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    Whatever's comfortable I guess, you don't want to get a sore neck!
     
  7. LV426

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    Ideally, the vertical middle of the screen broadly level with your eye position. However that's often impractical and a little higher won't cause grief.

    Another way of looking at it is to say, given a ceiling mount for the projector that is both aesthetically acceptable when it's not in use, and won't be so low as to get caught as you walk underneath, how far down is the lens from the ceiling? This measure gives you the right position for the top of the screen.
     
  8. jamiev

    jamiev
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    the best place for it is central to your screen using no keystone correction.prob the right way up on a high shelf.
     
  9. Gordon @ Convergent AV

    Gordon @ Convergent AV
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    Jamiev: If there is any lens offset (which it is likely there will be) then your suggestion is impossible. With no offset then you are correct.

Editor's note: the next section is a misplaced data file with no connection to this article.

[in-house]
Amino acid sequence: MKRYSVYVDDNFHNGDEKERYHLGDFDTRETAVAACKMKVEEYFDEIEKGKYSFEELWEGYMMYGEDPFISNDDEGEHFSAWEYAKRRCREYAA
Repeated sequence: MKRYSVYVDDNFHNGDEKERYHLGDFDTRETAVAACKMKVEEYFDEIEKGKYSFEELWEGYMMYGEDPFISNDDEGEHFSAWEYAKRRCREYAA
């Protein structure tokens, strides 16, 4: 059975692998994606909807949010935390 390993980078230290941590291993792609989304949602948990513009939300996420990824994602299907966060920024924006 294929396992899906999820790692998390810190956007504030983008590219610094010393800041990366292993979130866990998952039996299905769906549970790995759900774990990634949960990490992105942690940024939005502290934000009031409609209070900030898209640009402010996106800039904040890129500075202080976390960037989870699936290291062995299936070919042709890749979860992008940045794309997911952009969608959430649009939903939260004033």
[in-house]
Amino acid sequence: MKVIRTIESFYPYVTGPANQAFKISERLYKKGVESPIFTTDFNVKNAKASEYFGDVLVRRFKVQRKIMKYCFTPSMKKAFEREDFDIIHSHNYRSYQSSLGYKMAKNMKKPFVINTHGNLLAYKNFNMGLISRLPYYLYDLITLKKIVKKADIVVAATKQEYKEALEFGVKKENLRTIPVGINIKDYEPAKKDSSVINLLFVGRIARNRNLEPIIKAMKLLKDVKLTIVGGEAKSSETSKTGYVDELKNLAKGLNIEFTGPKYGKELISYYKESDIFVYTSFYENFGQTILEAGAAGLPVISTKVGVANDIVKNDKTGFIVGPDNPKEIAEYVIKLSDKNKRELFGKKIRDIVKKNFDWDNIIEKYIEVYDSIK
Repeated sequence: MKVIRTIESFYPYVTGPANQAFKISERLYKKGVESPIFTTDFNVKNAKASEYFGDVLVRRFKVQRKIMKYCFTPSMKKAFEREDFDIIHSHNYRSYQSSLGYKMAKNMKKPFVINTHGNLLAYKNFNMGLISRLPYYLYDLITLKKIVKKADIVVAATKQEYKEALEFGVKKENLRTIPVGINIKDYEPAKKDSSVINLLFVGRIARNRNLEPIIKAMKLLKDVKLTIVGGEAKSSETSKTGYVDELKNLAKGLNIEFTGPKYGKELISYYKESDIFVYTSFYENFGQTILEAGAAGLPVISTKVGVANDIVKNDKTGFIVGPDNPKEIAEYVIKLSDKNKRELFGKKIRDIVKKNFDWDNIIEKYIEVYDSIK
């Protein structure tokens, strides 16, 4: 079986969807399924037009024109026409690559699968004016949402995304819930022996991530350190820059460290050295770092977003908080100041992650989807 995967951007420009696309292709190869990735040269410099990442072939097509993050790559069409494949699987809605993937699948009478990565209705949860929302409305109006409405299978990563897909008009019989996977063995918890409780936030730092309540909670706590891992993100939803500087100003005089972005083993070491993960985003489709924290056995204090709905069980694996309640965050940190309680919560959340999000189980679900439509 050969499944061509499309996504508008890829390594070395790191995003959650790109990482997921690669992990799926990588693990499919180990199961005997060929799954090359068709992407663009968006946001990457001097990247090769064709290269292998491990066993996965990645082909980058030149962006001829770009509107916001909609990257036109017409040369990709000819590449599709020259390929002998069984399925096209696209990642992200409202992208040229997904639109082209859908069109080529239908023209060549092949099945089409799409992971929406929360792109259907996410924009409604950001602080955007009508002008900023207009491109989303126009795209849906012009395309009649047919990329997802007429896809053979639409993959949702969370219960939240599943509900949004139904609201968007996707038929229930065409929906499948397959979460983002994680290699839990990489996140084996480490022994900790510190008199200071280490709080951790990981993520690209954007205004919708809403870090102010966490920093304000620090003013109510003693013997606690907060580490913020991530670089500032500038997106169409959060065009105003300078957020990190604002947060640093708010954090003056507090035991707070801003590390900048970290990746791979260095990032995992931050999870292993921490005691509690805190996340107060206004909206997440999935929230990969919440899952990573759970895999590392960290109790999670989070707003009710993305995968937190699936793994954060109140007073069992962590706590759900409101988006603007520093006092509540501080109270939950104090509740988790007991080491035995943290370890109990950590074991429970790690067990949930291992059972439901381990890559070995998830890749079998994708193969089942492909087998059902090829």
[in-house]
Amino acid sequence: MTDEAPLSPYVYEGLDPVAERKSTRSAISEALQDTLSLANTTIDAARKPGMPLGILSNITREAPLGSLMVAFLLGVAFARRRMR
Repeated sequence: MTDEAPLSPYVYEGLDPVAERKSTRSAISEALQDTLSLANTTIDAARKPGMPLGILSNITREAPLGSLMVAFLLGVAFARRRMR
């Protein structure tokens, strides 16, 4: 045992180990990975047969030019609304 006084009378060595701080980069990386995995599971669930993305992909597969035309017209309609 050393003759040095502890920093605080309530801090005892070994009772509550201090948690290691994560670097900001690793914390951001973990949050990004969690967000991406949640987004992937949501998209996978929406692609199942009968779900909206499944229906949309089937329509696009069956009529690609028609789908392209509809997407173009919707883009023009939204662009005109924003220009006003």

Gordon
     
  10. Ekko Star

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    :smashin: That's how I have mine.....

    Yep, sure do ! Slap bang middle of the picture. It's a lovely experience looking straight on and being almost immersed into a 9ft picture. Wouldn't have it an other way :)
     
  11. danjos

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    Im with jamiev on this one, i dont understand why some people suggest ceiling mount is the 'best' way to go?
    I have mine shelf mounted so the projector is aligned with the centre of the screen (tx100, fires centrally) so i need no keystone, lens shift or zoom. I thought this would be the best setup possible? surely ceiling mount requires some correction to achieve a flat squared picture?
    The shelf is fairly high up the rear wall so the projector never gets moved. I do find that when replacing the lens cover it sometimes slightly adjusts the focus wheel (unavoidable on tx100) but this slight hassle would be compounded with a harder to reach ceiling mount.

    Just my opinion :)
     
  12. Ekko Star

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    Probably cos it's simply out of the way up there. But any PJ prone to dust problems can be a pain.

    Bear in mind nigel's principle's and you are on the right track. I you have it high up on a shelf the PJ has to be upside down and also take into account the offset.
     
  13. Gordon @ Convergent AV

    Gordon @ Convergent AV
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    As zero offset lens in PJ's are pretty rare in my experience and with such a system you would often find yourself with a PJ in front of your face or firing in to the back of your head it's quite easy to understand why you would ceiling mount.